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    • Abstract:
      The article describes the formulation of the Henry Lawson author function (Foucault) and its placement, through cultural discourse, at the centre of the Australian Myth as established by Kay Schaffer in her seminal study Women and the Bush. Building on this contention, Christopher Lee ascertains that public discourse in the past century has formulated Lawson as an object epitomising the values of this Myth. Through them, Lawson is positioned as the main empowering element of the local rubric, which demands the right of the local to articulate the local (Lee, 2004). Consequently, Lawson came to signify (white, colonial) Australia. Within this process of formulating his “author-function” Lawson's stories were established as the paramount contribution to the construction of the Myth. However, since each piece of literature necessarily “gets away” from its author, points of divergence from the Myth in Lawson's work are identified and described. It is our contention that Lawson's greatness is revealed precisely in those points of departure from the Myth, which constitutes the most important aporia of Australian nationalism. [ABSTRACT FROM AUTHOR]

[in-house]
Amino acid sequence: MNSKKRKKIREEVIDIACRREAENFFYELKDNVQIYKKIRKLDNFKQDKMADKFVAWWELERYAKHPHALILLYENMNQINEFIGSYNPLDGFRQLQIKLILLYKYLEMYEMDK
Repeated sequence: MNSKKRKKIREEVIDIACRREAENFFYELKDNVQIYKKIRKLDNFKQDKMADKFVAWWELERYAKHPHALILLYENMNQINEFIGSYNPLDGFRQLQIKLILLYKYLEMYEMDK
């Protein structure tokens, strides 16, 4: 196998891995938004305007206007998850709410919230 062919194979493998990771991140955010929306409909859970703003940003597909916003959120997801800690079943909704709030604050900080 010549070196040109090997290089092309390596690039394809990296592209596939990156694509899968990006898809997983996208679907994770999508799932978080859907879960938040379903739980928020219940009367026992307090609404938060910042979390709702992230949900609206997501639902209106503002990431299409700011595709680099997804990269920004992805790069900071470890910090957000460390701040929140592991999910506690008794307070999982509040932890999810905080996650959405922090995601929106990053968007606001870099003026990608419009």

• Abstract:
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